And now, at last, God has sent another prophet - his own Son - and the religious leaders are treating him the same way they treated the earlier prophets.
            Jesus the prophet is getting the same kind of treatment that most other prophets get.
            Yet, God continues to send us prophets.
            And, every once in a while, we encounter a prophet who really manages to get through – who really does remind us of who we are meant to be – who really reminds us of who we really are.
            Yesterday we honored one of those great prophets, Francis of Assisi, with our annual animal blessing.
            I love the animal blessing, though we run the risk of turning Francis into a cute little man who was only interested in preaching to the birds.
            In fact, Francis was one of our greatest prophets.
            He lived in the late 1100s and early 1200s, a time when the church had accumulated great wealth and worldly power – a time when the church had almost forgotten the Jesus who was poor, who challenged us to give away our possessions, who turned the other cheek, who hung out with the wrong kinds of people.
            And then along comes Francis.
            He had known the comforts of wealth but, after a powerful spiritual experience, rejected it all to the shock and dismay of his family.
            Francis chose a life of radical poverty and simplicity that was in stark contrast to the fabulous wealth and enormous power enjoyed by the popes and the cardinals and the rest of the chief priests and elders.
            Francis remained a loyal son of the church, respecting the church’s authority, but through his example – not really through words – but by just actually living out the gospel – he reminded the Christians of his time and place of who they were meant to be – Francis reminded them of who they really were.
            And, all these centuries later, the simplicity and joy of Francis still remind us of what we’re here for, still reminds us of the gift God has given us.
            At this point, we may be feeling all warm and fuzzy. After all, who doesn’t love St. Francis?
            We may even be thinking of other Christians, past and present, who have been prophets reminding us through their lives and example who we are meant to be – who we really are.
            But, in his book, Rowan Williams gives us the rather scary news that through our baptism we Christians are called to be prophets too.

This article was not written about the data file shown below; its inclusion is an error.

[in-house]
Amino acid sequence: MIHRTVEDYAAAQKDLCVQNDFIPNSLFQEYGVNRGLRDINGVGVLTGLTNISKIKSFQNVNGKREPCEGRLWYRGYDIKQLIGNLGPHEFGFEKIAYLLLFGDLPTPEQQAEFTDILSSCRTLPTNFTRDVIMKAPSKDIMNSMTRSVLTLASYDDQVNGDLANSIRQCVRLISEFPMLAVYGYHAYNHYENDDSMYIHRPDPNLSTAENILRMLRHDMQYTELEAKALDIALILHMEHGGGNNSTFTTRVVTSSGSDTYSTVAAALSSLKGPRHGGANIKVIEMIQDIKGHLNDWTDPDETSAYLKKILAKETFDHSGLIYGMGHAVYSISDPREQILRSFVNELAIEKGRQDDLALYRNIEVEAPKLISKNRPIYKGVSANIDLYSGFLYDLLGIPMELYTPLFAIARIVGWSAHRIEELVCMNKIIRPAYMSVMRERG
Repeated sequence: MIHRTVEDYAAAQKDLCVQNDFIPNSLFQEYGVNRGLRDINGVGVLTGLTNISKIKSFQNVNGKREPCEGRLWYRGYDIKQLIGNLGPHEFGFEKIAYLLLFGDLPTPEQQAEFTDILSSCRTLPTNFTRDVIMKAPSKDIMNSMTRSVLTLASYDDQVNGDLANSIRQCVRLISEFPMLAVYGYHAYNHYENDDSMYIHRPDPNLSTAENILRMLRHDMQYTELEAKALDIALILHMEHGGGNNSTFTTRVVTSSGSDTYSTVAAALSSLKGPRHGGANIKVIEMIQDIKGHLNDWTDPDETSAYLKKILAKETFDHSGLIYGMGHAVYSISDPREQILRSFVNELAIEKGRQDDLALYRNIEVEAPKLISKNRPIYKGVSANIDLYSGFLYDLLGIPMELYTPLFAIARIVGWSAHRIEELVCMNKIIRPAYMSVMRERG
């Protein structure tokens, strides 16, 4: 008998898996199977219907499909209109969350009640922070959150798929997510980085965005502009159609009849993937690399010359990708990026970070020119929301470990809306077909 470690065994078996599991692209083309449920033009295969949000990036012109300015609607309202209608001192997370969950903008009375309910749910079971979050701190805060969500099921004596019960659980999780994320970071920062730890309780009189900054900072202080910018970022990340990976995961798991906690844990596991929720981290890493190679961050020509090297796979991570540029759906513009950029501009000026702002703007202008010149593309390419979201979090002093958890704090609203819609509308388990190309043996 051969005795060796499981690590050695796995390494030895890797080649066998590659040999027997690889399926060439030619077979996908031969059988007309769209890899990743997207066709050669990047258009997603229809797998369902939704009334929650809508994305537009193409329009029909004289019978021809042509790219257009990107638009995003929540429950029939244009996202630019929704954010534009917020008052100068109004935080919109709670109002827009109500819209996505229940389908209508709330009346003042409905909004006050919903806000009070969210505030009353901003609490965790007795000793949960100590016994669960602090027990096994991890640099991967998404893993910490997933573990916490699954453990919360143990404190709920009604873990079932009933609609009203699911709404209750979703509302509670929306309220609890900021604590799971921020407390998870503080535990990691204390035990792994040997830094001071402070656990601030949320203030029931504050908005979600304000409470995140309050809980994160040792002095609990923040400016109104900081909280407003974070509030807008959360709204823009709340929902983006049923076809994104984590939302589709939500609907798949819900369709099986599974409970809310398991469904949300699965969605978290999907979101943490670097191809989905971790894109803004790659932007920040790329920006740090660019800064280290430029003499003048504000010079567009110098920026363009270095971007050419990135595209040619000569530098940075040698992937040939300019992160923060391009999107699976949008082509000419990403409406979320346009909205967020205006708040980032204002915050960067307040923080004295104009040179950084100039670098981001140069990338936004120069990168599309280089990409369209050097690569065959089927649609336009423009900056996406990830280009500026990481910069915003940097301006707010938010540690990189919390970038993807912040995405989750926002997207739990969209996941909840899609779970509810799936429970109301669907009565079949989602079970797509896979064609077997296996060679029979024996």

We are meant to be prophets who look around the church and ask, “Have you forgotten what you’re here for?” “Have you forgotten the gift God gave you?”
            We are called to ask those questions of the church. And we are called to ask and challenge one another – not in a nagging and annoying way – but in a loving way - to be who we are meant to be – to be who we really are.
            That doesn’t mean that we’re supposed to pointing fingers at people who are doing things that we think they shouldn’t be doing.
            Although there are times when we are called to speak up and take a public stand, recognizing that we may have to pay a price, most of the time we prophets of St. Paul’s are not called to condemn people for, say, breaking one or more of the Ten Commandments.
            No, like Francis, we are meant to be prophets through how we live our lives.
            When we love each other, when we forgive one another, when we give to the poor and to support our work together, when we hang out with the wrong kinds of people, when we welcome absolutely everybody to our beautiful old church…
            When we live like Jesus then we will be prophets. Not everyone is going to like us, but we will remind people of who we humans are meant to be – we will remind people of who we humans really are.
            When we live lives of love and service, we will be prophets. Like many prophets before us, we may be rejected, but we will remind people of what we’re here for – reminding people of the gifts God has given us.
            We are called to be – we are baptized to be – prophets.
            May it be so.